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Seminar 2:
Soul's Songs

London at the end of the eighteenth century was a hotbed of dissent, heresy, mad art and incomprehensible prophets – or so the authorities believed. As if in reaction against Enlightenment ideals, protesters of every kind sprang into prominence, striving beyond the world of rationalism, and demanding new freedoms, social, sexual, aesthetic and religious.

The authorities were right to regard much of this activity with alarm: it called for a thorough-going revolution in ways of thinking, feeling and seeing. And among the revolutionaries William Blake, engraver and poet, was outstanding. His visionary account of the French Revolution (1791) was followed by books on America, Europe and England (Albion) and Asia. Even the title of The Marriage of Heaven and Hell (1790-93) is disturbing.

This session will examine some of Blake's early writings and illustrations. But here is a short test: how would you interpret the following lines from Blake's The Everlasting Gospel (c.1818). As a bishop, would you be happy to have such material (and this is presented as the word of God) circulating among your congregations?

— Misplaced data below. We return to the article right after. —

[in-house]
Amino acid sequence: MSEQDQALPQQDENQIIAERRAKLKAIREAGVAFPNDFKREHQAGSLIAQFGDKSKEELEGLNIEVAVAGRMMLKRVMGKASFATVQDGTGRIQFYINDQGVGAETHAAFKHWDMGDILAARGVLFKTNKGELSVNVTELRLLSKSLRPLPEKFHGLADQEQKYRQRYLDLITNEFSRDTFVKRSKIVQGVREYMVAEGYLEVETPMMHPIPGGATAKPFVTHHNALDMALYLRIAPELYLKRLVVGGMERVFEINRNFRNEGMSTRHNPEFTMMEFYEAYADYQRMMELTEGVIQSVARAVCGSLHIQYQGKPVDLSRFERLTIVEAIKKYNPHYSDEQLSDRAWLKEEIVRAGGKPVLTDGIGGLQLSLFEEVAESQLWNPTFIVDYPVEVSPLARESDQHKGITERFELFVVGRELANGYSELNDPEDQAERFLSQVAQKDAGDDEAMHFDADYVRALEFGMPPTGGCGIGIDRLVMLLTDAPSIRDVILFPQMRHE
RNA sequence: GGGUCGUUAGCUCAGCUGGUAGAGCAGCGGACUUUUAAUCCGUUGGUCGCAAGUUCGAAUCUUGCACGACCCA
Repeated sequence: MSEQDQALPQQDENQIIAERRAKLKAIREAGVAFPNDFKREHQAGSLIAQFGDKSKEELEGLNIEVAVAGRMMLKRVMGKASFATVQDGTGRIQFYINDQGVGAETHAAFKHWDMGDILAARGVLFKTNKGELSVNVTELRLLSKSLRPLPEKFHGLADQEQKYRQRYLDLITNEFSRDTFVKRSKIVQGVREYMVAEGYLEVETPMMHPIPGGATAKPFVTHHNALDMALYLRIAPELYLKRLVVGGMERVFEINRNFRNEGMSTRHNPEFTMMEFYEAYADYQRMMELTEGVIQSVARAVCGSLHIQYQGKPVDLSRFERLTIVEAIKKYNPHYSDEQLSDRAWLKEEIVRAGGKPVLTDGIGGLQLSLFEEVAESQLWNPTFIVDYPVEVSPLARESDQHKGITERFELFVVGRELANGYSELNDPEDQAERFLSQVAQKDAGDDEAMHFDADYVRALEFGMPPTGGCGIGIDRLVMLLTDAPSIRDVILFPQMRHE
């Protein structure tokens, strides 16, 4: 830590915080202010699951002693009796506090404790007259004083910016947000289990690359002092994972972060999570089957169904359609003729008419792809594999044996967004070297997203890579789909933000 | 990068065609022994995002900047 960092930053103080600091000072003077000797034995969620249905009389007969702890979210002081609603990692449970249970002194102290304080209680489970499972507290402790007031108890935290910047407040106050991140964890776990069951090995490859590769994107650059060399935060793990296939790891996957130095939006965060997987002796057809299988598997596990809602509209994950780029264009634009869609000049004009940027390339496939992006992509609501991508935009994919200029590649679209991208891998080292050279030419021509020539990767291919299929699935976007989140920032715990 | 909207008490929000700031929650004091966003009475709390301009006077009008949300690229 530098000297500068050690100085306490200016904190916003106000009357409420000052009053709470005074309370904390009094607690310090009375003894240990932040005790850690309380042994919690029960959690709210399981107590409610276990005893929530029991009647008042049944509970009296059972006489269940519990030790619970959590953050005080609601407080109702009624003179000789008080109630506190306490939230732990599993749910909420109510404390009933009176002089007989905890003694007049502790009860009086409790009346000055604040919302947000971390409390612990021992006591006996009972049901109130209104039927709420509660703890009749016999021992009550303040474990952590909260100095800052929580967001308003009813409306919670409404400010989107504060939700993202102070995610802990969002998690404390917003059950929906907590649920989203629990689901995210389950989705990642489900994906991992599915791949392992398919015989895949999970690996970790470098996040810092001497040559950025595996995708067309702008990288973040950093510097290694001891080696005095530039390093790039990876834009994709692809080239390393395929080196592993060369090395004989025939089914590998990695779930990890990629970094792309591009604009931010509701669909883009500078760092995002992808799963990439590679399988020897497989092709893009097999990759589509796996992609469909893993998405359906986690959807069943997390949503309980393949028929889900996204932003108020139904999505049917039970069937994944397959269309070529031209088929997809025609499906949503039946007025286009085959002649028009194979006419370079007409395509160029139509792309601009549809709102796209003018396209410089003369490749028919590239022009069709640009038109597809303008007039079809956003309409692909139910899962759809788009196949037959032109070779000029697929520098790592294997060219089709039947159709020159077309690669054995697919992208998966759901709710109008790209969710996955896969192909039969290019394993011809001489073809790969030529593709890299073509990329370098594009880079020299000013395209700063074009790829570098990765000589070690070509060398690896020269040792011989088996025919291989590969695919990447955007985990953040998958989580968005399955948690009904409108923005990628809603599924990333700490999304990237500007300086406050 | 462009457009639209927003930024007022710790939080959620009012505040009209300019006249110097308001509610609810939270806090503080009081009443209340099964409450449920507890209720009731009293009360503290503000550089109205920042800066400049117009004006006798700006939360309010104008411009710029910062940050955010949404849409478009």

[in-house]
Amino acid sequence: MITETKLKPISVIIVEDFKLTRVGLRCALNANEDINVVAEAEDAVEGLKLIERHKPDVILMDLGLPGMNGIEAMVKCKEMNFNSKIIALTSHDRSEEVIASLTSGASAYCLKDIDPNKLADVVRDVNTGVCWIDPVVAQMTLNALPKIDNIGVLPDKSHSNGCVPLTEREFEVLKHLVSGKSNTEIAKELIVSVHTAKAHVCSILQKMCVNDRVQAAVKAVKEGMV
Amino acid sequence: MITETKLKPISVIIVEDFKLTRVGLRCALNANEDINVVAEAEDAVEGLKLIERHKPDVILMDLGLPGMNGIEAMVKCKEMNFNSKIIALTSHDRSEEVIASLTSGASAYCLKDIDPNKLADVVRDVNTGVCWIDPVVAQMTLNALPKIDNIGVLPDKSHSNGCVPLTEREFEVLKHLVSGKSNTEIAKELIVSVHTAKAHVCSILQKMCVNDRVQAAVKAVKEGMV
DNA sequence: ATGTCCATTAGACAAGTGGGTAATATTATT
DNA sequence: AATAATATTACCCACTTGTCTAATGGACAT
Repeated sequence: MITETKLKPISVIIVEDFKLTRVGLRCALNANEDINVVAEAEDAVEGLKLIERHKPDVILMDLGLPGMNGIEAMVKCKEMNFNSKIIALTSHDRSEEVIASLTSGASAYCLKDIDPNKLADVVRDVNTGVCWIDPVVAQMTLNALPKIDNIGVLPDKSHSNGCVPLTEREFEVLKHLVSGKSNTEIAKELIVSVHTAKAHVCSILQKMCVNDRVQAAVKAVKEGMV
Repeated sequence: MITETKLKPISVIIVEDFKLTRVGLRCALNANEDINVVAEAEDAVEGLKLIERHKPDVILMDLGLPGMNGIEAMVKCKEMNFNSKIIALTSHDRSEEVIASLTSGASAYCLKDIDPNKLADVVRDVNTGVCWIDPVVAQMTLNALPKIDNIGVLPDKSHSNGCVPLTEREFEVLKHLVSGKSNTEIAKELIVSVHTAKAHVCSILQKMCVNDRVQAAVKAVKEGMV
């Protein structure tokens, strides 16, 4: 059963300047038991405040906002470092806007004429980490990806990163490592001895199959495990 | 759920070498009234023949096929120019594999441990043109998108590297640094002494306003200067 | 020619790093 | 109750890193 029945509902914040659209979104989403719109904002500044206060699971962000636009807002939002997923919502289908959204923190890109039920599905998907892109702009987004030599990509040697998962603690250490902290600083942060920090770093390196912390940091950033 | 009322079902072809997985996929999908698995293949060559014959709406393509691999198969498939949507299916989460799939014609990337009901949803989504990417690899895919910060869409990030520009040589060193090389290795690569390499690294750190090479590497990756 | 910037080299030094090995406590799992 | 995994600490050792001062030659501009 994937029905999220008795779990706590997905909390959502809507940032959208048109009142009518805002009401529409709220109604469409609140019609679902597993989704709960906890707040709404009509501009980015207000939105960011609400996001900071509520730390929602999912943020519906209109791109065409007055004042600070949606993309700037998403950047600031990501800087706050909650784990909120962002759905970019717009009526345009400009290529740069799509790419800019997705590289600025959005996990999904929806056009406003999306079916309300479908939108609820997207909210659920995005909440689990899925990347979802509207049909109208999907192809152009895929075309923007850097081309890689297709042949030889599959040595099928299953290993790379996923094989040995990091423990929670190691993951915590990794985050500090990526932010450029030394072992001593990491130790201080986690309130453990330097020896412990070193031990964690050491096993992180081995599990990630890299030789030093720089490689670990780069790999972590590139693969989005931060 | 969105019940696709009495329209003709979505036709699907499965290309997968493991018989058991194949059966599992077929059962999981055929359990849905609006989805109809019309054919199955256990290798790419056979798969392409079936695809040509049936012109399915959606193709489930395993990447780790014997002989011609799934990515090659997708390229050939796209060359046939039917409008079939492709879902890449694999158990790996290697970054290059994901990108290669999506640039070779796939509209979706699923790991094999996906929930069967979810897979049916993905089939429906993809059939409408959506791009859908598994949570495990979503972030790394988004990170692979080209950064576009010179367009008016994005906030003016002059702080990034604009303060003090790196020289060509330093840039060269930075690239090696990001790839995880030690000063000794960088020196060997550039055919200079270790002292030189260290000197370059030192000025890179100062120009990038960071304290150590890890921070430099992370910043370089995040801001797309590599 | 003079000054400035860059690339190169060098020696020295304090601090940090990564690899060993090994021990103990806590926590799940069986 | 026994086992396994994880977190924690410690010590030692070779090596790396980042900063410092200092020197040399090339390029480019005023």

"Thou art a Man, God is no more,
Thine own Humanity learn to Adore."

Date Tuesday 17 April
Time 7.30 pm - 9.30 pm
Venue St Peter's hall, Eastern Hill, Melbourne
Cost $15 (concession: $12)
Conductor Dr Robin Grove,
Honorary Senior Fellow, Department of English with Cultural Studies, University of Melbourne

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